Business

Independence for the RBA

Kieran Salsone

UPDATE 2:30 The RBA has cut the official cash rate by 50 basis points, bringing it to 3.75%

Independence for the RBA

TODAY, all eyes will be on the Reserve Bank amid speculation that the cash rate will be eased by at least 25 basis points.

The RBA has often faced pressure from politicians and business leaders to reduce interest rates. But it seems that the objectives of politicians and independent monetary policy-makers are not always in agreement. Is there a way for the RBA to arm itself against meddlesome political rhetoric?

Ben Bernanke, chair of the US Federal Reserve, announced recently that the Open Market Committee would publish its views on future interest rates. This move towards greater transparency brings the Federal Reserve into line with other central banks that publish interest rate projections, including New Zealand, Norway, and Sweden. Should the RBA adopt a similar approach?

An advantage of publishing longer-term interest rate projections is that the markets and other government departments have a clearer indication of what the future holds.

These projections are not promises; the planned path of interest rates will evolve in response to monetary conditions. Communication of the uncertainty about the plan would allow the public to gauge the odds that the current monetary strategy will require a rethink in the future.

Unfortunately, there are circumstances in which politicians and the public favour adjusting the monetary strategy to accommodate inflationary pressures, regardless of the inflation target.

The job of the independent central bank is to resist short-termism. Recently, the pressure in Australia has been strong.

"In the current economic environment, should the RBA consider it appropriate to change the cash rate, this could deliver widespread benefits for households and business - noting that a number of sectors of the economy most under strain are arguably more sensitive to interest rates". Julia Gillard (from a speech to a business audience, Perth, April 20, 2012).

"The Reserve Bank has made the wrong call consistently and compounded those wrong calls. For some bizarre reason in this country, it's like it is religious heresy to criticise the decisions of the RBA". Paul Howes (talking to ABC Radio, quoted in The Australian, April 11, 2012).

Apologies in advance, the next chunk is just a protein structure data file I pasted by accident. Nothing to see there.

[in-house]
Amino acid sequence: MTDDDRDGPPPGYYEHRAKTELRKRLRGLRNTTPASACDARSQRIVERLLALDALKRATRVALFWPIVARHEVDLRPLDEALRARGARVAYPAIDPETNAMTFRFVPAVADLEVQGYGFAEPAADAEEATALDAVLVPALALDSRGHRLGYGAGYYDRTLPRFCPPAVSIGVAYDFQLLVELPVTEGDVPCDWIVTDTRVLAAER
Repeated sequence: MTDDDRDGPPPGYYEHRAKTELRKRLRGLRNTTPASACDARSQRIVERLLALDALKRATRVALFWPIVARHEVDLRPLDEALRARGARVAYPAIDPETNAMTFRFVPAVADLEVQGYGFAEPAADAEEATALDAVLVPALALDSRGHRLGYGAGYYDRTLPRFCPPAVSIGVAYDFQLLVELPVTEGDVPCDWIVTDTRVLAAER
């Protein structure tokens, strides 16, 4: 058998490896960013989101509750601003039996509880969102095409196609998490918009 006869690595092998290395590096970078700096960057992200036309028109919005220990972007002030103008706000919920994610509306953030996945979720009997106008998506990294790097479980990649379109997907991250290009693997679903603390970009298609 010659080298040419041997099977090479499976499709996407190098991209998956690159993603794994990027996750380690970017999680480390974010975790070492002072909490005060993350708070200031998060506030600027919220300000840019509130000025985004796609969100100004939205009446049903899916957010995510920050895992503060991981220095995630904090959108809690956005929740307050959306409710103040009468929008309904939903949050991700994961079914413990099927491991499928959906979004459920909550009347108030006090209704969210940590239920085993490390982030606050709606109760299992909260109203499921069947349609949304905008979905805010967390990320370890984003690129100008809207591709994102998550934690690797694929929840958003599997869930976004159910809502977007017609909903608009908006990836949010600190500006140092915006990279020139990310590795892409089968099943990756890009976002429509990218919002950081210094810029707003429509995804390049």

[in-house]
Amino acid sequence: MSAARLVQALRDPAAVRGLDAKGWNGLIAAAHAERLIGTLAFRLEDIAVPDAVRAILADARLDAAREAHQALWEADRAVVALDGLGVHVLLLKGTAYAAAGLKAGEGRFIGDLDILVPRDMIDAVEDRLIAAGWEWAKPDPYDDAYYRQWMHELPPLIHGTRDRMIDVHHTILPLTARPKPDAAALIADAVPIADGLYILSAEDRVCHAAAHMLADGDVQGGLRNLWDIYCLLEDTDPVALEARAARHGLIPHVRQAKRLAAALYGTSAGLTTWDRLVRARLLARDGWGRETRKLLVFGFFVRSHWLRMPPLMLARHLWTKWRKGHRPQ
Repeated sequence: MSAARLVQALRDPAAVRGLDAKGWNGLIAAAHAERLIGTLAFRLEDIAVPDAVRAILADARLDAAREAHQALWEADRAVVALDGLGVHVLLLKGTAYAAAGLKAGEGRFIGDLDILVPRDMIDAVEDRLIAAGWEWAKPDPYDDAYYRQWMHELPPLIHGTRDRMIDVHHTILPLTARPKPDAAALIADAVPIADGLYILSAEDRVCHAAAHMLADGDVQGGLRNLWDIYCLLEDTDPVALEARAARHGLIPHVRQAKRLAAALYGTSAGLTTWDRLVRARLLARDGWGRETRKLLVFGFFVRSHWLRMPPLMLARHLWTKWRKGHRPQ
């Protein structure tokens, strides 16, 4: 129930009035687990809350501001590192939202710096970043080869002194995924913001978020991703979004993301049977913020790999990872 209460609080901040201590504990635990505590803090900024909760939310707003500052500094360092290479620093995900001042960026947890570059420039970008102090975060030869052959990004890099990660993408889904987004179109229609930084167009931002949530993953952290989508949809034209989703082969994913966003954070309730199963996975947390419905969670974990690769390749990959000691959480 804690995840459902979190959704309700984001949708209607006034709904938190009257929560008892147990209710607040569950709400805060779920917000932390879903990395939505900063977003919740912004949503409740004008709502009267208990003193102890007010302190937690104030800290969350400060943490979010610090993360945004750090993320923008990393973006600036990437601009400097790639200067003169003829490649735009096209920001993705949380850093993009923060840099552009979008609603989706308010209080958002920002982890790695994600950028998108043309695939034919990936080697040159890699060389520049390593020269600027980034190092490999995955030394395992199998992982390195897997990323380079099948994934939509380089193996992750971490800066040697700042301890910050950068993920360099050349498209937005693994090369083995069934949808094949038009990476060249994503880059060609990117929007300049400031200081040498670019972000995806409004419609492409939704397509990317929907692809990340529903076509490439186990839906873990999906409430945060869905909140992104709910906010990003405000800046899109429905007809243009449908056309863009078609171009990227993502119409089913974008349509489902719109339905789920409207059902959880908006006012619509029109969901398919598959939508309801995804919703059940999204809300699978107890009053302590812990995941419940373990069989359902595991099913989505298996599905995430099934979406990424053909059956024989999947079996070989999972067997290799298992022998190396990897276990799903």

And the chair of industry funds management, Garry Weaven, added further to the pressure. "At the end of the day, no-one is truly independent. If the requirements, both for the government and for the Reserve Bank, is the greatest good of the Australian people and, in particular, the specific requirements in the Reserve Act of full employment, then, you know, on independence of thought, fine, but in the end you must take account of the full picture." Garry Weaven (talking to ABC News, AM, April 18, 2012).

The RBA would be less vulnerable to political pressure if armed with an interest rate path. Then, to be taken seriously, a critique of policy would require a new path for interest rates, justified on an alternative assessment of monetary conditions. Simple claims of "the wrong call" wouldn't suffice.

How difficult would it be for the RBA to publish longer-term probabilistic interest rate projections? Other countries, such as Norway, have found this route to be feasible.

Closer to home, the RBA Shadow Board at the Australian National University's Centre for Applied Macroeconomic Analysis (CAMA) currently provides long-term interest rate projections from individual Shadow Board members. The CAMA Shadow Board projections for Australia, which are not forecasts of actual RBA Board behaviour, reveal a considerably diversity of views for longer-term interest rates.

Some experts - like some politicians - think that the monetary stance ought to be looser in 12 months. Others are not yet persuaded, seeing rates likely to rise over the next year. The pledge of future fiscal surpluses has not been enough to convince these independent experts that rates will be lower in the longer term. A key advantage of using monetary policy experts on a board is their monetary policy expertise. Monetary policymakers should not be easily swayed by government rhetoric.